By W. Andrew Larson, CPC, Retirement Learning Center
Retirement planning is complex, emotional and can be a time sucker. Deciding on the vision of what retirement will look like requires a commitment to time and honest reflection.
We as an industry have deployed a veritable host of tools to support individuals and couples in the retirement planning process
Have the plethora of tools created misconceptions in minds of consumers? Obviously, we need to encourage practical retirement planning. Maybe we have tried to make it too simple in an effort to get more people engaged in retirement planning. We have encouraged people to use tools. In fact, the entire “robo advisor” industry has sprung up advocating tool use. And the easier the tool the better–right?
Consumers seem to implicitly trust tools and their output. I have been surprised at the level of trust placed in retirement planning tools. There seems an almost magical quality about a friendly and colorful retirement planning widget. It’s so simple. Just enter the right data, select the right retirement age and rate of return and *POOF* we are on our way to a happy and blissful retirement. We are in awe of the fancy print outs, and colored graphs and charts. They look so good, they must be accurate.
I met a couple who, to reward themselves for being “on-track” in their retirement planning (according to their retirement planning widget), purchased an airplane!
Their trust in the tool may have been misplaced.
Maybe we need to take a step back and help consumers understand the limitations of virtually all retirement planning tools. Let’s discuss frankly an aspect, and limitation, of every retirement planning tool ever developed. At the core of every retirement planning tool are one or more life expectancy tables or algorithms. Enter your age and the software tells you how long you have to live—on average. Couples enter their information and we have their joint life expectancy! Let the planning begin.
Why should we be concerned about the accuracy of life expectancy tables? Are the tables really that inaccurate? The short answer is life expectancy tables are accurate and inaccurate; the accuracy is based on the timeframe and number of individuals involved. The use of longer time frames and more people to develop the tables equates to greater accuracy. Fewer people and/or shorter time frames mean less accuracy. Actuarial tables were never intended to forecast individual outcomes. Let’s explore this seeming paradox.
Life insurance companies engage actuaries to develop life expectancy tables in order to set premiums for insurance and annuity products. For this purpose, life expectancy tables are well suited. The tables tell you, on average, how long a group of people are expected to live. Obviously, some will live longer than the average and others will not. Insurance companies use the tables to price their products, realizing that, in the long term, the numbers will end up close to the average.
But, the concern is using a tool—the life expectancy table—which is designed to predict average life expectancy of a group to calculate the life span of an individual.
The tables are not accurate in predicting a specific individual’s lifespan. In fact, an individual tool is accurate about five percent of the time. Five percent!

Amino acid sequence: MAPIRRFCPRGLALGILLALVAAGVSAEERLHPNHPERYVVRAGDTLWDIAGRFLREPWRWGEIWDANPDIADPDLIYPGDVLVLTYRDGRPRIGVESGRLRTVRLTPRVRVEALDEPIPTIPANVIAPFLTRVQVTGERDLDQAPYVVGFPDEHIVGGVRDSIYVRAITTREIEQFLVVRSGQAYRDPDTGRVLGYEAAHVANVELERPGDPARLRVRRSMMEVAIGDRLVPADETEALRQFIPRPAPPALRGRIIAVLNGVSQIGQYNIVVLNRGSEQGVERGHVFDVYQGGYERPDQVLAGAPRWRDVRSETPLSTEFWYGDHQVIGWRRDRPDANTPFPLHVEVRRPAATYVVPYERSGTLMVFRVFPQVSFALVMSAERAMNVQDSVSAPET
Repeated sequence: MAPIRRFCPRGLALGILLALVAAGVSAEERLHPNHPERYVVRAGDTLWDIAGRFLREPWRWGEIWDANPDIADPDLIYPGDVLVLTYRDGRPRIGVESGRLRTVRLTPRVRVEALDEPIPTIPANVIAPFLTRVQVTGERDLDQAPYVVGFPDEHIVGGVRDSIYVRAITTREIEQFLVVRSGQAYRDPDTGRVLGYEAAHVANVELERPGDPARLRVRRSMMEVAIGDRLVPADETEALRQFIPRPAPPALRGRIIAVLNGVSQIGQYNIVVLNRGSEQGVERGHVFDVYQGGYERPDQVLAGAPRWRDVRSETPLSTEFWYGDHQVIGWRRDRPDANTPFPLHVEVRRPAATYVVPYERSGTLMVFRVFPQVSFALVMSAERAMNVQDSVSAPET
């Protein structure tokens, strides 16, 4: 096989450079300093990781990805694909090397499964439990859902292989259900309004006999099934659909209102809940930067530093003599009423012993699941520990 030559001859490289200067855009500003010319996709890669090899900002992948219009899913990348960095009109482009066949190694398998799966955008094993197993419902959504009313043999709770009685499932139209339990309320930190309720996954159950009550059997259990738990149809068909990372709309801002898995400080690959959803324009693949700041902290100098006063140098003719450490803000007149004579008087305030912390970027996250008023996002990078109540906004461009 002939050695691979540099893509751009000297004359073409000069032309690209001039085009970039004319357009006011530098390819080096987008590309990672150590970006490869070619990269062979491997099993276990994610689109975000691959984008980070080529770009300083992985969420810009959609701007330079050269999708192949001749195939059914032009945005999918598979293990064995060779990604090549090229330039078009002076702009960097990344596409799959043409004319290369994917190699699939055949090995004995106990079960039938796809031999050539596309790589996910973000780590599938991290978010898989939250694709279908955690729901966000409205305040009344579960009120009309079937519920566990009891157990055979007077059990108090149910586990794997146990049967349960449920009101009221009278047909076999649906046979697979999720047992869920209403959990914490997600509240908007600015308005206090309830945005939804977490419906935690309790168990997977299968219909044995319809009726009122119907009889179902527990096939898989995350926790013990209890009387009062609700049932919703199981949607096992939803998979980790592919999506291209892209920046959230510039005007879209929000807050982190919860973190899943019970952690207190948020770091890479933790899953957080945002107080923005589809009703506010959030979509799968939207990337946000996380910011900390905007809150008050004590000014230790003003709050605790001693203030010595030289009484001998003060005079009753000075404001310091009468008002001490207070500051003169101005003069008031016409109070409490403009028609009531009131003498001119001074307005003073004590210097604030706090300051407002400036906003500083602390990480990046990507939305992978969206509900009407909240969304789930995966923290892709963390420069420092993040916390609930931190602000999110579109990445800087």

Let’s review again why life expectancy tables are so inaccurate on an individual basis. Let’s say the life expectancy table tells us the group’s average life span for a 62-year-old is 20 years (age 82). An average life expectancy of 20 years at age 62 clearly doesn’t mean the group lives exactly 23 years longer (to age 82). Some will die before that age and some will live beyond age 82. In reality, only about five percent of current 62-year-olds will die on or about age 82; about half of the group will die sooner and about half the group will die later. Remember, the 20 year life expectancy is an average figure and varies due to many factors including current age, gender, race, and geographic location. Any retirement planning software is an approximate tool. The life expectancy calculations are, by their nature, inaccurate on an individual basis.
What are the solutions? In my view, awareness is the first step. Understanding the inherent limitation of life expectancy calculations is necessary in order to prevent excess dependence on a tool with limited accuracy. One solution is to consider the use of alternative tables. For example, David Blanchett, head of retirement research at Morningstar Investment Management, has proposed using annuity purchase tables (which are more conservative) to more accurately project life expectancy and plan accordingly (“How To Better Estimate Life Expectancy,” Investment News, February 12. 2015).
Perhaps we need to slow down the planning process to make sure individuals are aware of the inherent limitations of the tools they may use, and foster the understanding of what a life expectancy table is and how it works. Life expectancy tables tell us on average how long a group of people can be expected to live.
Perhaps we should ask our clients if they understand how the tools work. Maybe we should ask them about the appropriateness of specific tools. Maybe we should discuss the tools’ limitations. Again, I am not against tools, not at all. In fact, I have helped build and develop planning tools. But I believe we have an obligation to help clients understand the proper use and limitations of planning tools.